On Friday, Colorado Gov. Bill Ritter, Xcel Energy, and a coalition of lawmakers, energy companies, and environmentalists announced agreement on legislation that will lead the nation in cutting air pollution, creating jobs, and increasing the use of cleaner energy sources.
The proposed Colorado Clean Air-Clean Jobs Act would require Xcel Energy to sharply reduce pollutants by retiring, retrofitting, or repowering Front Range coal-fired power plants by the end of 2017, and replacing them with facilities fueled by natural gas and other lower- or non-emitting energy sources.
Under the proposal, Xcel Energy would work with the Colorado Department of Public Health and Environment to submit plans by Aug. 15 to the Colorado Public Utilities Commission to reduce nitrogen oxide emissions at coal plants by up to 80% over the next eight years, and likely sooner. Xcel is Colorado’s largest utility, serving more than 1.1 million residential customers.
Xcel Energy’s plan would include an evaluation of retiring or retrofitting 900 MW of coal-fired capacity at metro-area power plants, giving primary consideration to replacing or repowering those plants with natural gas and other lower-emitting resources. The press release noted that "Colorado has the third-largest reserves of natural gas and is the seventh-largest producer of natural gas."
"Xcel Energy supports proposed legislation to establish a comprehensive process for addressing more stringent current and future federal Clean Air Act requirements," said David Eves, president and CEO for Public Service Co. of Colorado, an Xcel Energy company. "The company is optimistic that any final legislative proposal would focus on meeting these requirements in a fashion that is cost-effective for consumers and ensures ongoing system reliability. We look forward to working with the Governor’s Office and the General Assembly to develop the framework that will help us to meet these goals."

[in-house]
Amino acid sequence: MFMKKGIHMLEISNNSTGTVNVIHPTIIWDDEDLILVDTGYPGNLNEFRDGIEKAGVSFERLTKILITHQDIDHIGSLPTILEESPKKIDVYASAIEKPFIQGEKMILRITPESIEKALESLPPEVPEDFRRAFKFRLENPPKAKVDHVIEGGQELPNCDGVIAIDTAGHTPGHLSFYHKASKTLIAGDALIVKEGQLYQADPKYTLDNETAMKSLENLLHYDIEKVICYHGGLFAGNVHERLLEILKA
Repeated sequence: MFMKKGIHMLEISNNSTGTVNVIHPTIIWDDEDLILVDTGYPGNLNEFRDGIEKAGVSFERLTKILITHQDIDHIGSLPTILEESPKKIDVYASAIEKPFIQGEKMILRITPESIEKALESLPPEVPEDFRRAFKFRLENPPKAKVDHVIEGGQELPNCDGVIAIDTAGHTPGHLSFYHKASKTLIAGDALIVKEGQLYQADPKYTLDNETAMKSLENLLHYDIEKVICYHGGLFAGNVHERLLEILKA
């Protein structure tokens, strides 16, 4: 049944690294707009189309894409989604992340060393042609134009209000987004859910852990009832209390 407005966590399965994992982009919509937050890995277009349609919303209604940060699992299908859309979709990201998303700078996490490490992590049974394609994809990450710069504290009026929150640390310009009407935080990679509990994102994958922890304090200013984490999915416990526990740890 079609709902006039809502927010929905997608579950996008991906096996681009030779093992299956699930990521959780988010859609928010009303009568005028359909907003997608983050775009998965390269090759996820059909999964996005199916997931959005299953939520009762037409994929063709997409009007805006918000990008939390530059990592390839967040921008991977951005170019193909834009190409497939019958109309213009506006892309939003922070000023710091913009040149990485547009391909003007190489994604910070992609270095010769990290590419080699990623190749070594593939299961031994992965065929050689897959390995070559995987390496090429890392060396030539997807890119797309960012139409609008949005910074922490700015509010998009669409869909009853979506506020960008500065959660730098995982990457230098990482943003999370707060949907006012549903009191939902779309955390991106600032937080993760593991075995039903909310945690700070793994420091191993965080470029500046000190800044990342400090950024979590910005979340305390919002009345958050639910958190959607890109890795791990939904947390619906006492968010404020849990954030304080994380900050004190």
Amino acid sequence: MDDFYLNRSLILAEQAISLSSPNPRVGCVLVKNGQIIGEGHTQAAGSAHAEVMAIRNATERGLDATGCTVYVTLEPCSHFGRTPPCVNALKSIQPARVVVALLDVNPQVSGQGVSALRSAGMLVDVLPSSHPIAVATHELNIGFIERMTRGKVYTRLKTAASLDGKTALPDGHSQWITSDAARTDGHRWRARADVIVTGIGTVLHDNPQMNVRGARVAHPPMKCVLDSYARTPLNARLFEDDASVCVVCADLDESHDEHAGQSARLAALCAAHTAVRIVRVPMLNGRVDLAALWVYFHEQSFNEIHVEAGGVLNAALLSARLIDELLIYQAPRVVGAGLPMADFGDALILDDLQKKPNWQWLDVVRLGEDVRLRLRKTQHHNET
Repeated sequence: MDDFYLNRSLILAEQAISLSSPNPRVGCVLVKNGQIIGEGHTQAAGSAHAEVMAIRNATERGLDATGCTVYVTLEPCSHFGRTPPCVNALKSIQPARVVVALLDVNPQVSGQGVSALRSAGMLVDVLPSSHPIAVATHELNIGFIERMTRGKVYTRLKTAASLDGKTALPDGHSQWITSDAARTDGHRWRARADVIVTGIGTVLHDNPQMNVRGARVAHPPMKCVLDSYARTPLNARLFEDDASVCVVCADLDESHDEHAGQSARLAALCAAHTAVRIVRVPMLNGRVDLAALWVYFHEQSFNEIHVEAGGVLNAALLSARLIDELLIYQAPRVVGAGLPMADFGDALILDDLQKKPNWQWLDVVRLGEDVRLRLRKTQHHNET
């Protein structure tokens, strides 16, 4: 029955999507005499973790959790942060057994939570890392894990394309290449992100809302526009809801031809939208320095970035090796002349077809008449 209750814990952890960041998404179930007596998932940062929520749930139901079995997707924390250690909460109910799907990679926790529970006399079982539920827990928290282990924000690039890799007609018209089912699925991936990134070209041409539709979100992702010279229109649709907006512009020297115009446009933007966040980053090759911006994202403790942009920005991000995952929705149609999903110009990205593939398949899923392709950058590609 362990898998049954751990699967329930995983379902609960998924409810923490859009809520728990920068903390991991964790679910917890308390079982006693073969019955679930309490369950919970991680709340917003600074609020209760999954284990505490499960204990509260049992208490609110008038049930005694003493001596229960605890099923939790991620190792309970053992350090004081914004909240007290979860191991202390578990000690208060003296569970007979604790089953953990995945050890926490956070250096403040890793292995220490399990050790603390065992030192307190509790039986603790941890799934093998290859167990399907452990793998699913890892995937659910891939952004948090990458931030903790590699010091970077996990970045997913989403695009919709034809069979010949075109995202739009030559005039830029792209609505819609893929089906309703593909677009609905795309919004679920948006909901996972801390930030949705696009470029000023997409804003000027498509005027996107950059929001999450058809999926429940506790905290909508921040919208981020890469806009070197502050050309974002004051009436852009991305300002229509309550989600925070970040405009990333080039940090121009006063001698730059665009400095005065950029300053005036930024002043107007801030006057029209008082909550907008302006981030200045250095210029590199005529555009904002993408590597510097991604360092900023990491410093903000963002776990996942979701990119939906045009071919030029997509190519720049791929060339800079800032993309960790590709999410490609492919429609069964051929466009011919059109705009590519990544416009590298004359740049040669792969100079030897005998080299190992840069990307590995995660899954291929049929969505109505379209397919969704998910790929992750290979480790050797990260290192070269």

A Denver Post editorial expressed concern about the potential cost ramifications of Colorado’s shift away from using coal as a fuel for its power plants: "We also hope that the plans will come with an assessment of how much environmental improvement residents can expect to see, and a price tag so Coloradans have some idea of the financial obligations that will accompany such progress."
Meanwhile, Xcel is in the process of having noise abatement equipment manufactured for the Comanche 3 power plant in Pueblo, Colo. Comanche 3, the utility’s latest addition to its coal-fired fleet, has emitted a persistent "penetrating noise" since start-up that has disturbed nearby residents’ sleep.
Xcel spokesperson Mark Stutz told POWERnews that the sound is traveling from the induction draft fan system up a 500-foot stack. Though the nearest homes are "several miles away," the utility is addressing the concern and plans to have baffle equipment installed inside the fan ductwork or inside the base of the stack toward the end of April.
Though the unit was originally scheduled to be online by the end of last year, its new in-service date is March 24, and it is expected to enter commercial service on or about April 10. Meanwhile, Comanche 3 continues to undergo various testing and system checks. The unit will be taken offline for installation of the baffle equipment.
Sources: Office of Gov. Ritter, Denver Post, Pueblo Chieftain, Xcel Energy